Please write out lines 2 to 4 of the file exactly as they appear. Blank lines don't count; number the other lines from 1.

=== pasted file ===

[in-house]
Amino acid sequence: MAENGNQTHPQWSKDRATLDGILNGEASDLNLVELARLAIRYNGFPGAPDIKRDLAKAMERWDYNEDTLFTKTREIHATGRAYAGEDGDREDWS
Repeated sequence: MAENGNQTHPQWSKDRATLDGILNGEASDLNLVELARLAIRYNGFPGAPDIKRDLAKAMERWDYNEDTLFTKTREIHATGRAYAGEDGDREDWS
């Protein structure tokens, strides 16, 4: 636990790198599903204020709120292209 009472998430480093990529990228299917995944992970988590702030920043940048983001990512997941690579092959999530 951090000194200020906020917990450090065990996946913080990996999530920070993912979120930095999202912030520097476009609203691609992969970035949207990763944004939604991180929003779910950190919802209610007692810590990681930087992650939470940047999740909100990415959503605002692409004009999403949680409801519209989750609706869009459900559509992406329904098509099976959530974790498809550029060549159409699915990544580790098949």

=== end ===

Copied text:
Amino acid sequence: MAENGNQTHPQWSKDRATLDGILNGEASDLNLVELARLAIRYNGFPGAPDIKRDLAKAMERWDYNEDTLFTKTREIHATGRAYAGEDGDREDWS
Repeated sequence: MAENGNQTHPQWSKDRATLDGILNGEASDLNLVELARLAIRYNGFPGAPDIKRDLAKAMERWDYNEDTLFTKTREIHATGRAYAGEDGDREDWS
């Protein structure tokens, strides 16, 4: 636990790198599903204020709120292209 009472998430480093990529990228299917995944992970988590702030920043940048983001990512997941690579092959999530 951090000194200020906020917990450090065990996946913080990996999530920070993912979120930095999202912030520097476009609203691609992969970035949207990763944004939604991180929003779910950190919802209610007692810590990681930087992650939470940047999740909100990415959503605002692409004009999403949680409801519209989750609706869009459900559509992406329904098509099976959530974790498809550029060549159409699915990544580790098949």